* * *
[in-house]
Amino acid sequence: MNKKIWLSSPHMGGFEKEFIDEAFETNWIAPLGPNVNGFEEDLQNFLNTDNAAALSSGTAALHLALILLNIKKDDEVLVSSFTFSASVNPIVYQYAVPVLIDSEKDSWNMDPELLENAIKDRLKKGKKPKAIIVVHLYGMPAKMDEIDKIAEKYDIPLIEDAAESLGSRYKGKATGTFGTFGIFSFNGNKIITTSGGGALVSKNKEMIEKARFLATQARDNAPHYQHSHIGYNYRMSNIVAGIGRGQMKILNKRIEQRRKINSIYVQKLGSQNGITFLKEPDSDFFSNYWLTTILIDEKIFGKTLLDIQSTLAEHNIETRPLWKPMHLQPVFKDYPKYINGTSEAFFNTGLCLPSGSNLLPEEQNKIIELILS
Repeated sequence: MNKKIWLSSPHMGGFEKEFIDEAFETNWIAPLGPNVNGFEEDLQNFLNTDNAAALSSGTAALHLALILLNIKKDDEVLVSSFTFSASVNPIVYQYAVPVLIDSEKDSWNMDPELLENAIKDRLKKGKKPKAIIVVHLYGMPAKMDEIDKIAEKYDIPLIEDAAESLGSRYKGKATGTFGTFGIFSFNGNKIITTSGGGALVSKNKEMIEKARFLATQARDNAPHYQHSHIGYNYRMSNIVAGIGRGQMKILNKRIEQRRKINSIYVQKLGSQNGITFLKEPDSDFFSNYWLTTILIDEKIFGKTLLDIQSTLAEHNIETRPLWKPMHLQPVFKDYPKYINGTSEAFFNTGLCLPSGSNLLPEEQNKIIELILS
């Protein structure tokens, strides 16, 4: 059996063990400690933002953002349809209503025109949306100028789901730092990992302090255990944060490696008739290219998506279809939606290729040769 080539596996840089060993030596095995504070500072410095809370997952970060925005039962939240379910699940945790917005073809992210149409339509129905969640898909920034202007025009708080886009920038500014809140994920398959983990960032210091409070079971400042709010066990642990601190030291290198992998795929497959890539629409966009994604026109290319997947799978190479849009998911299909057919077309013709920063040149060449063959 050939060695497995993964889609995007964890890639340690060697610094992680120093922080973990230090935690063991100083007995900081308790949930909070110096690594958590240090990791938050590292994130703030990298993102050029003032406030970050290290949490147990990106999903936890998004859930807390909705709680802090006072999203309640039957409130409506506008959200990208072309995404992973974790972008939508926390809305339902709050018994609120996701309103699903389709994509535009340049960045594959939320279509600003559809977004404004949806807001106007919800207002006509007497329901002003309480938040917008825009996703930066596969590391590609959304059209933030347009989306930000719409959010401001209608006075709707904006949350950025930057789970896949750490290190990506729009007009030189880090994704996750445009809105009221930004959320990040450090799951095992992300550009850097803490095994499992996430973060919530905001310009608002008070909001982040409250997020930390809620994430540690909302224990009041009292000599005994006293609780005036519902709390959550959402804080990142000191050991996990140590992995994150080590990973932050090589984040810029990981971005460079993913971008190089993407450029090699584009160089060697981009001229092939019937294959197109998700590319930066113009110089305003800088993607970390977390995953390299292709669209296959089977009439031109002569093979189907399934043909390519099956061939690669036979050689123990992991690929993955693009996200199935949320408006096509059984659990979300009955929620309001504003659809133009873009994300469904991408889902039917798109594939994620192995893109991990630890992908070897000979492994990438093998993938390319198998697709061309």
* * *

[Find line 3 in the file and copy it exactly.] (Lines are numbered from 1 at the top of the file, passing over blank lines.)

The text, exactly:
Repeated sequence: MNKKIWLSSPHMGGFEKEFIDEAFETNWIAPLGPNVNGFEEDLQNFLNTDNAAALSSGTAALHLALILLNIKKDDEVLVSSFTFSASVNPIVYQYAVPVLIDSEKDSWNMDPELLENAIKDRLKKGKKPKAIIVVHLYGMPAKMDEIDKIAEKYDIPLIEDAAESLGSRYKGKATGTFGTFGIFSFNGNKIITTSGGGALVSKNKEMIEKARFLATQARDNAPHYQHSHIGYNYRMSNIVAGIGRGQMKILNKRIEQRRKINSIYVQKLGSQNGITFLKEPDSDFFSNYWLTTILIDEKIFGKTLLDIQSTLAEHNIETRPLWKPMHLQPVFKDYPKYINGTSEAFFNTGLCLPSGSNLLPEEQNKIIELILS